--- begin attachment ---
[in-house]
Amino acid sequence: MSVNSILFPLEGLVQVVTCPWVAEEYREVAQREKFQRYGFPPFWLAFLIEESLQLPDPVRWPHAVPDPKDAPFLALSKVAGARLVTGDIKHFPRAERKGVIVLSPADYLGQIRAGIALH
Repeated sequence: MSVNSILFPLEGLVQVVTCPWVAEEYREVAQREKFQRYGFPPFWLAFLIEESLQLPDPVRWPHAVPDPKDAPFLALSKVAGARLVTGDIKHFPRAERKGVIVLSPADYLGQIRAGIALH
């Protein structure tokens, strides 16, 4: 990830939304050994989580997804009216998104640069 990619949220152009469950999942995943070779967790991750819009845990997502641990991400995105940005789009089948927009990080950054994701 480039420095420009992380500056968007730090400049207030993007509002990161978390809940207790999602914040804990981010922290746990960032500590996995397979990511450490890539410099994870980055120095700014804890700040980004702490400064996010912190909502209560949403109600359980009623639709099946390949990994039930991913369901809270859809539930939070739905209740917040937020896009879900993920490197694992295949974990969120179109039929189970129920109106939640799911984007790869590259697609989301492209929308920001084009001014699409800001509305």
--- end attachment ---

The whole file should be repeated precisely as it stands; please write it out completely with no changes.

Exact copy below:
[in-house]
Amino acid sequence: MSVNSILFPLEGLVQVVTCPWVAEEYREVAQREKFQRYGFPPFWLAFLIEESLQLPDPVRWPHAVPDPKDAPFLALSKVAGARLVTGDIKHFPRAERKGVIVLSPADYLGQIRAGIALH
Repeated sequence: MSVNSILFPLEGLVQVVTCPWVAEEYREVAQREKFQRYGFPPFWLAFLIEESLQLPDPVRWPHAVPDPKDAPFLALSKVAGARLVTGDIKHFPRAERKGVIVLSPADYLGQIRAGIALH
């Protein structure tokens, strides 16, 4: 990830939304050994989580997804009216998104640069 990619949220152009469950999942995943070779967790991750819009845990997502641990991400995105940005789009089948927009990080950054994701 480039420095420009992380500056968007730090400049207030993007509002990161978390809940207790999602914040804990981010922290746990960032500590996995397979990511450490890539410099994870980055120095700014804890700040980004702490400064996010912190909502209560949403109600359980009623639709099946390949990994039930991913369901809270859809539930939070739905209740917040937020896009879900993920490197694992295949974990969120179109039929189970129920109106939640799911984007790869590259697609989301492209929308920001084009001014699409800001509305």